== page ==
Kikuchi: My role, she’s a young Japanese student and her dream is to be a pilot.

Del Toro: Rinko’s character and Charlie's character both experience a big fall. They both lost a lot in the past and when they meet, one of the ideas in the script is that two people who are really, really hurt can become one, both in the realm of metaphorically or in life. They meet [as] two empty pieces and connect like a puzzle.

Pacific Rim is not a Godzilla film:

Del Toro: I wouldn’t compare it to a Godzilla film. I think that what it is, there are two subgenres that are very popular and very powerful in Japan. One is the kaiju and the other is the giant-robot subgenre. Occasionally they mix together, mostly on TV series, but on film I thought these were things that were part of my nutritional makeup growing up. I literally was raised watching these movies.

On Pacific Rim’s uniqueness:

Del Toro: One of the things I made clear to my designers, every head of department, was we should not reference other movies. We should not re-watch Gamera or re-watch Gojira or re-watch War of the Gargantuans because we love them. So we felt, “Let’s create the world that we’re doing. It falls in here and falls in there, but we should not be doing a referential film.” If things happen, they happen because they’re being made by people who love those genres. But I didn’t want to be postmodern or referential or just belong to a genre. I wanted to create something new, something very, very mad, madly in love with those things.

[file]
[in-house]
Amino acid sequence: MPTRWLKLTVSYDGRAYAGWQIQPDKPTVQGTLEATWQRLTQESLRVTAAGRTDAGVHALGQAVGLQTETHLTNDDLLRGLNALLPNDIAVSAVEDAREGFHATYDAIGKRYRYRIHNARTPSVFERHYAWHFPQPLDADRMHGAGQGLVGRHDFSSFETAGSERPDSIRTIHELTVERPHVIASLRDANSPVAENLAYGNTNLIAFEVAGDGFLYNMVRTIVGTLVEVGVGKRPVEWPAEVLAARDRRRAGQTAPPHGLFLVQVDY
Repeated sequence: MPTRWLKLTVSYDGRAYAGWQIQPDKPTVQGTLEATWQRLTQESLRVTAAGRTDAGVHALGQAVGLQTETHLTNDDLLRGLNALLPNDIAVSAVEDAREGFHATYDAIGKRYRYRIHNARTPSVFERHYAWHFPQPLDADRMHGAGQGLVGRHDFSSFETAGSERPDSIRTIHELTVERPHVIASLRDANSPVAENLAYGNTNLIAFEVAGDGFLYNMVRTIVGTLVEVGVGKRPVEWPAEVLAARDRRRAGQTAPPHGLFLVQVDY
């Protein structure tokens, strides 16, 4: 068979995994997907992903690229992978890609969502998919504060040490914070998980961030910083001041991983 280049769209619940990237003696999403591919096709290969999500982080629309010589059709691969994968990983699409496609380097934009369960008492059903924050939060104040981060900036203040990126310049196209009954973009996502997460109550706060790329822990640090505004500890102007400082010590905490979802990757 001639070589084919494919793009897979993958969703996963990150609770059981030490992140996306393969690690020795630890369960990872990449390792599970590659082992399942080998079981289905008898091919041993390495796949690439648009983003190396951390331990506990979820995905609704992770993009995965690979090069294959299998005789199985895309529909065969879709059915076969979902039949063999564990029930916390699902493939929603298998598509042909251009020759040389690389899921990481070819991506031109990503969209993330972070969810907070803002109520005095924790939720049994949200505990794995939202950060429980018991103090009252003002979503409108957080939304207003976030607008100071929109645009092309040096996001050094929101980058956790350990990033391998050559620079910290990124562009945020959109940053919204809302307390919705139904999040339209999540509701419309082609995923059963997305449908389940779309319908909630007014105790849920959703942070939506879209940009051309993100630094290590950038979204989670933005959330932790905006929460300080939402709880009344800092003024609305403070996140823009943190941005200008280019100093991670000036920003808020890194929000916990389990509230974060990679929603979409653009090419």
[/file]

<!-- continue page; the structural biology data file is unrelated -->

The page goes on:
The footage you see I tried to bring epic beauty to it and drama and operatic grandeur. It happens in many of the battles, many of the quirks are going to be executed a different way than you normally would. I cannot say because I would be spoiling stuff; it’s a year away but there are things in the movie that I’m the proudest of. Part of that is because of the way it was designed, thought of by Callum Greene, and things are not executed the way you necessarily think they would be.

Pacific Rim hits theaters July 12, 2013.